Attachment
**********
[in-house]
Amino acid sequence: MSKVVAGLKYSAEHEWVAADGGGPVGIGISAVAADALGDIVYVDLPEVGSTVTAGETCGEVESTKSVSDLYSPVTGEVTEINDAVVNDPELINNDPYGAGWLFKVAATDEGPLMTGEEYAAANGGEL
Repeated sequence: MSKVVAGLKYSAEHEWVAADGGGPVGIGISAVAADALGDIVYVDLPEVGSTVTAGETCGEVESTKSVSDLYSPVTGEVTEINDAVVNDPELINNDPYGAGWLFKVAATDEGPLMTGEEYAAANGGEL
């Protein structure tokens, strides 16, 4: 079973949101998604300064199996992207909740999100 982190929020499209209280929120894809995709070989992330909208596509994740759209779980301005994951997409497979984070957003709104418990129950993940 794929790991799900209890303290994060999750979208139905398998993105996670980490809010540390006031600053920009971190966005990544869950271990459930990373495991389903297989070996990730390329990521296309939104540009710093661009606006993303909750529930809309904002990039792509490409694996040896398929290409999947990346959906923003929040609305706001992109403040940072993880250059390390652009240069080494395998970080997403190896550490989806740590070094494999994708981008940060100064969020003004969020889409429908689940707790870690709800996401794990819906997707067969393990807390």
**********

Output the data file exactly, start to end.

[in-house]
Amino acid sequence: MSKVVAGLKYSAEHEWVAADGGGPVGIGISAVAADALGDIVYVDLPEVGSTVTAGETCGEVESTKSVSDLYSPVTGEVTEINDAVVNDPELINNDPYGAGWLFKVAATDEGPLMTGEEYAAANGGEL
Repeated sequence: MSKVVAGLKYSAEHEWVAADGGGPVGIGISAVAADALGDIVYVDLPEVGSTVTAGETCGEVESTKSVSDLYSPVTGEVTEINDAVVNDPELINNDPYGAGWLFKVAATDEGPLMTGEEYAAANGGEL
């Protein structure tokens, strides 16, 4: 079973949101998604300064199996992207909740999100 982190929020499209209280929120894809995709070989992330909208596509994740759209779980301005994951997409497979984070957003709104418990129950993940 794929790991799900209890303290994060999750979208139905398998993105996670980490809010540390006031600053920009971190966005990544869950271990459930990373495991389903297989070996990730390329990521296309939104540009710093661009606006993303909750529930809309904002990039792509490409694996040896398929290409999947990346959906923003929040609305706001992109403040940072993880250059390390652009240069080494395998970080997403190896550490989806740590070094494999994708981008940060100064969020003004969020889409429908689940707790870690709800996401794990819906997707067969393990807390």